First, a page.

The second case is when I’m at a campground site that either only offers 50 Amp service, OR the 30 Amp receptacle is messed up. You don’t have to worry about messing up your camper with this arrangement because it is only going to draw as much current as it was designed to draw. If you have a 30 Amp system and it pulls more than 30 Amps when plugged into a 50 Amp pedistal, your problem is not with the power source, you are running too much gear or have a major problem with one of your appliances. To use a 50 Amp power source with my 30 Amp camper, I bought this Camco 55165 15, also on Amazon – 50 Amp Male / 30 Amp Female Dog Bone Adapter.
You may also want to pick up an adapter that allows you to plug a 120 volt power tester, like the one I mention in number 7 below, into a 30 or 50 amp receptacle.
6. DC fuses rated for your power panel.
Sooner or later you are going to blow some fuses in your camper. Hopefully that isn’t on your first trip out, but if there were any wiring problems from the factory, you could run into them at any time and hopefully the worst thing that will happen is you will blow a fuse. For this reason I strongly recommend that you pick up a pack of assorted fuses that are rated for the circuits in your camper or RV. In my camper the most common size fuse is 15 Amp. These kits are handy because they come with several different Amp ratings, and include a tool for testing the fuses already installed in your power panel. This makes it easy to determine if a specific fuse is blown without having to remove it from the panel. You can pick this kit up on Amazon here or find the fuses you want at your local auto parts store.
7. Power Tester
Plugging your camper into a power source of unknown quality is risky business. You don’t know if it’s going to work until you’ve made the connection and if something is wrong, by then it is too late. Damage to your campers electrical system is something you should spend a few dollars to avoid. I consider a power tester to be a must have item, and like most of the items above, they don’t cost much at all. Used in combination with the adapters you already know you need to buy, you can test the power at your camping spot safely before you plug your expensive investment into it. This is the GFCI outlet tester that I purchased. InstallerParts AC GFCI Outlet Circuit Tester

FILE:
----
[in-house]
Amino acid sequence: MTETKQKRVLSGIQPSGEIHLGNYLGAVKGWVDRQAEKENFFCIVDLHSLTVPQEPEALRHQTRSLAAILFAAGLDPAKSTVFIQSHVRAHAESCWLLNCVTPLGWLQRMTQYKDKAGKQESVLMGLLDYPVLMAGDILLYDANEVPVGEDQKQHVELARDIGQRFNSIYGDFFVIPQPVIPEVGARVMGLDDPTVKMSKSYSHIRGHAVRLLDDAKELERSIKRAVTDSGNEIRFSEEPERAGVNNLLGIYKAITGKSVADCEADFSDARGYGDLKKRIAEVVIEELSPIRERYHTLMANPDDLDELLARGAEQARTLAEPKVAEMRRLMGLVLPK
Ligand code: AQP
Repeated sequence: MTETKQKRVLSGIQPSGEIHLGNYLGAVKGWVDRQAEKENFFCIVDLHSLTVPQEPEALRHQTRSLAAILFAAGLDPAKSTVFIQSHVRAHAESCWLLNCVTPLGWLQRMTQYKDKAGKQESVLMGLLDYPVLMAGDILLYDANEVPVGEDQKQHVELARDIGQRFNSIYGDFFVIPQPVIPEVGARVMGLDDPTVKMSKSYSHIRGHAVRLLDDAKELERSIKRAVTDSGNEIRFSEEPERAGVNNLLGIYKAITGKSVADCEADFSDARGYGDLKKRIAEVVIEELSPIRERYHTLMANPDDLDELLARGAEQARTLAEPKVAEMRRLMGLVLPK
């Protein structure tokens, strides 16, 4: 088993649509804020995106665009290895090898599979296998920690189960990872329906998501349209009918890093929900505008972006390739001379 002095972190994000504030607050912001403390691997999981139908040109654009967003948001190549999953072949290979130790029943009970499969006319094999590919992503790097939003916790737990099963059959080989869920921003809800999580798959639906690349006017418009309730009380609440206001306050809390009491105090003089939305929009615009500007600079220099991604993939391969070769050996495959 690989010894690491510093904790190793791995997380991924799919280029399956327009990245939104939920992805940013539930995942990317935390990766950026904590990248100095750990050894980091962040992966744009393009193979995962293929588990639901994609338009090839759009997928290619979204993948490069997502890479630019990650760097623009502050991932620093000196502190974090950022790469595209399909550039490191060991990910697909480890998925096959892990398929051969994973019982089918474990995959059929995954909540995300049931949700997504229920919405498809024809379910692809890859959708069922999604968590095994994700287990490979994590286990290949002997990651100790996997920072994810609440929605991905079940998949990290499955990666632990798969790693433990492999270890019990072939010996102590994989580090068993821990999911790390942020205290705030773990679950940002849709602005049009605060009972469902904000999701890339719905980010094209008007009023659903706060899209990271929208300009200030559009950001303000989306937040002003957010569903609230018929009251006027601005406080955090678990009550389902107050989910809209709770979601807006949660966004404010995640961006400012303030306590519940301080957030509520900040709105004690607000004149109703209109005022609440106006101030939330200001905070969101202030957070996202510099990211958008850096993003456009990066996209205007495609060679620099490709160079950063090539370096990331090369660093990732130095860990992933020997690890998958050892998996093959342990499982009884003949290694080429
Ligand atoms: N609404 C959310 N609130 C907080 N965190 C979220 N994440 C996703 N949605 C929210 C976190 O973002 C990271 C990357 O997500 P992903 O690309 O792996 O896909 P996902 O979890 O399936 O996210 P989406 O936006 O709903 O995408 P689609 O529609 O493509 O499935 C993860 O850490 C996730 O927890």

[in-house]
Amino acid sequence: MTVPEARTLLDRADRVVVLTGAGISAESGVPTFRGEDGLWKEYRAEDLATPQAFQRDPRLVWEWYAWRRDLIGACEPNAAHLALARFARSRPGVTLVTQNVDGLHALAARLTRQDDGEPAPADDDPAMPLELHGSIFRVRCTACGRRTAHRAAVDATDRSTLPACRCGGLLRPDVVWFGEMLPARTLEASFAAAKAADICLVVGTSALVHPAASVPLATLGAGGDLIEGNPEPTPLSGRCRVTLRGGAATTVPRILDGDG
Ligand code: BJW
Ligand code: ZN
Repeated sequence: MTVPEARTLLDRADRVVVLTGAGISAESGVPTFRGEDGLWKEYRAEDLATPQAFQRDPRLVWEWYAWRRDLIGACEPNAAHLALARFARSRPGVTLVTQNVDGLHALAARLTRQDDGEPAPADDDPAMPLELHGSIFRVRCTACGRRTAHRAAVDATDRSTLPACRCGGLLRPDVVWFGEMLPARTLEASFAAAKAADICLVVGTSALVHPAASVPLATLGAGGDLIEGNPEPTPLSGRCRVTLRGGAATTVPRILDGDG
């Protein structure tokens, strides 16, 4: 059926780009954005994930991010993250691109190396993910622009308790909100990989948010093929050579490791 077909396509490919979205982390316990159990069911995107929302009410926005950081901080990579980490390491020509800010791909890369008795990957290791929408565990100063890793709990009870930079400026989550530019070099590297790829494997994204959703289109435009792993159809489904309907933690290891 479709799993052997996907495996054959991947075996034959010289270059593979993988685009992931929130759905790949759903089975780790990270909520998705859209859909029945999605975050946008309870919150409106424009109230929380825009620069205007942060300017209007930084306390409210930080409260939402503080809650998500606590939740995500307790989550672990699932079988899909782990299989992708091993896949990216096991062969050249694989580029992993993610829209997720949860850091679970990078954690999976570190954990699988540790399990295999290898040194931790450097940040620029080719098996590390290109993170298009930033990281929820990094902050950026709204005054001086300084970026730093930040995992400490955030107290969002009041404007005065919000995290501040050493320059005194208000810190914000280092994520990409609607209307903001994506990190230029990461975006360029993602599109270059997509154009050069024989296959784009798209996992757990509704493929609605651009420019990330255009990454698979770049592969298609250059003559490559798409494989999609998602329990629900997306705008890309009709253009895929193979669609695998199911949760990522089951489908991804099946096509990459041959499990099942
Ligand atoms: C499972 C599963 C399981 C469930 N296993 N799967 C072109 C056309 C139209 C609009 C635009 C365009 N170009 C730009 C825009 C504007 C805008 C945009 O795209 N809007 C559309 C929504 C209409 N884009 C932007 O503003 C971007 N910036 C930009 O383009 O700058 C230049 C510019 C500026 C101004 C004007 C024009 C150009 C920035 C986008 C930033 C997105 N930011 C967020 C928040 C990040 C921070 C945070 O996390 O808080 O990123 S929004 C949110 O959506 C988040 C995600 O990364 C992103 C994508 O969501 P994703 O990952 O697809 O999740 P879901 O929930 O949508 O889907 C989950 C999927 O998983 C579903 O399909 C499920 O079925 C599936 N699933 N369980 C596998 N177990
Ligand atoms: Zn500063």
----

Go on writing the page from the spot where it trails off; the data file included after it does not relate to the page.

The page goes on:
A true power management system is going to cost you a lot more money. The gold standard based on every RV’er I’ve discussed this with both online, and at the camp fire is the
Progressive Industries EMS RV Surge Protector.
They are available in 30 and 50 amp versions, pedestal mounted and hard wired versions. Please review this product on Amazon and make your own decision, but take my word for it – if you are concerned about the the quality of the power that is running everything inside your expensive camper, it’s hard to argue against buying a top notch product that will pay for itself time and time again, every time it detects, and protects your camper from the numerous faults that happen in some of our camp grounds. While I don’t consider the Progressive Industries EMS to be a top 10 must have – it’s close. If you are going to be plugging your camper into ‘borderline’ power sources where you don’t have a lot of confidence in the power running into your rig, I do recommend them. Lightening can hit the pedestal in your campground, and fry every camper in the area, you should be safe. Life time warranty, no questions asked.